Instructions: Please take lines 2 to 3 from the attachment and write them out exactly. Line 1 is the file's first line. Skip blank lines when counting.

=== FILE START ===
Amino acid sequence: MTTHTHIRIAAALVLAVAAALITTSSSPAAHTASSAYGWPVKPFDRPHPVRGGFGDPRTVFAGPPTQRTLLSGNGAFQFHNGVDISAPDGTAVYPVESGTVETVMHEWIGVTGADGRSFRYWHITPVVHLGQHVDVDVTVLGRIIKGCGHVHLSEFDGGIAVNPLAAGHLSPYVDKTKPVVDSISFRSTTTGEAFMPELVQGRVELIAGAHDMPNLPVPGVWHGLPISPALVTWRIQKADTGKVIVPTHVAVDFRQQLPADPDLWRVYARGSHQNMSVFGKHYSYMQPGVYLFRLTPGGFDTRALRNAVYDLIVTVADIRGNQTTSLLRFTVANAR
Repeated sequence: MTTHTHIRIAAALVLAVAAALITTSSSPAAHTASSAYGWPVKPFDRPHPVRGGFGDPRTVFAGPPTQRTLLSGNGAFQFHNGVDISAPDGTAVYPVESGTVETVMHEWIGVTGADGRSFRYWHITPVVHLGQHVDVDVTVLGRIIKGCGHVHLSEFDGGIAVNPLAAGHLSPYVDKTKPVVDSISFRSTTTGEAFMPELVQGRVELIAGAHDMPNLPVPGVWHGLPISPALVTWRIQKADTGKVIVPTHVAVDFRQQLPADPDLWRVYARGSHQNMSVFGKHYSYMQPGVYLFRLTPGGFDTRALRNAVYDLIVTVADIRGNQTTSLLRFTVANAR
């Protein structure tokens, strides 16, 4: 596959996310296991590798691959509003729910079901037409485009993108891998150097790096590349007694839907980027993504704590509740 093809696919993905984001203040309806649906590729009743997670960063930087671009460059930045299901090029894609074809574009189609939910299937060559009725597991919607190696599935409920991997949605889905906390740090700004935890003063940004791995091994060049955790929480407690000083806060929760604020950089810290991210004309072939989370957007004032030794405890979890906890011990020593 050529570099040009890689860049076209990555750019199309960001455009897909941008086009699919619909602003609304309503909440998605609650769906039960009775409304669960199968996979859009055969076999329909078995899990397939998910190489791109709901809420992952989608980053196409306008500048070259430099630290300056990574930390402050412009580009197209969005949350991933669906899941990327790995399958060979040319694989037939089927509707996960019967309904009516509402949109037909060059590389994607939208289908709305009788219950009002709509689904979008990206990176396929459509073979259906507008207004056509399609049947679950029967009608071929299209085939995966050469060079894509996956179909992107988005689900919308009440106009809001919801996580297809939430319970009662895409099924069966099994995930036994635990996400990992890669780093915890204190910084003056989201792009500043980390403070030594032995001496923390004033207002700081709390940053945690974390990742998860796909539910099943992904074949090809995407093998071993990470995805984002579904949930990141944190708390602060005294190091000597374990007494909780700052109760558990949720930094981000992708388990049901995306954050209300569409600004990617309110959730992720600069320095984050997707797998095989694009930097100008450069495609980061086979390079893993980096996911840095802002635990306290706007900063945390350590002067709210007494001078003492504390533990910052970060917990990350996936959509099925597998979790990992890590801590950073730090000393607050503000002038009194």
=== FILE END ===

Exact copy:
Repeated sequence: MTTHTHIRIAAALVLAVAAALITTSSSPAAHTASSAYGWPVKPFDRPHPVRGGFGDPRTVFAGPPTQRTLLSGNGAFQFHNGVDISAPDGTAVYPVESGTVETVMHEWIGVTGADGRSFRYWHITPVVHLGQHVDVDVTVLGRIIKGCGHVHLSEFDGGIAVNPLAAGHLSPYVDKTKPVVDSISFRSTTTGEAFMPELVQGRVELIAGAHDMPNLPVPGVWHGLPISPALVTWRIQKADTGKVIVPTHVAVDFRQQLPADPDLWRVYARGSHQNMSVFGKHYSYMQPGVYLFRLTPGGFDTRALRNAVYDLIVTVADIRGNQTTSLLRFTVANAR
């Protein structure tokens, strides 16, 4: 596959996310296991590798691959509003729910079901037409485009993108891998150097790096590349007694839907980027993504704590509740 093809696919993905984001203040309806649906590729009743997670960063930087671009460059930045299901090029894609074809574009189609939910299937060559009725597991919607190696599935409920991997949605889905906390740090700004935890003063940004791995091994060049955790929480407690000083806060929760604020950089810290991210004309072939989370957007004032030794405890979890906890011990020593 050529570099040009890689860049076209990555750019199309960001455009897909941008086009699919619909602003609304309503909440998605609650769906039960009775409304669960199968996979859009055969076999329909078995899990397939998910190489791109709901809420992952989608980053196409306008500048070259430099630290300056990574930390402050412009580009197209969005949350991933669906899941990327790995399958060979040319694989037939089927509707996960019967309904009516509402949109037909060059590389994607939208289908709305009788219950009002709509689904979008990206990176396929459509073979259906507008207004056509399609049947679950029967009608071929299209085939995966050469060079894509996956179909992107988005689900919308009440106009809001919801996580297809939430319970009662895409099924069966099994995930036994635990996400990992890669780093915890204190910084003056989201792009500043980390403070030594032995001496923390004033207002700081709390940053945690974390990742998860796909539910099943992904074949090809995407093998071993990470995805984002579904949930990141944190708390602060005294190091000597374990007494909780700052109760558990949720930094981000992708388990049901995306954050209300569409600004990617309110959730992720600069320095984050997707797998095989694009930097100008450069495609980061086979390079893993980096996911840095802002635990306290706007900063945390350590002067709210007494001078003492504390533990910052970060917990990350996936959509099925597998979790990992890590801590950073730090000393607050503000002038009194």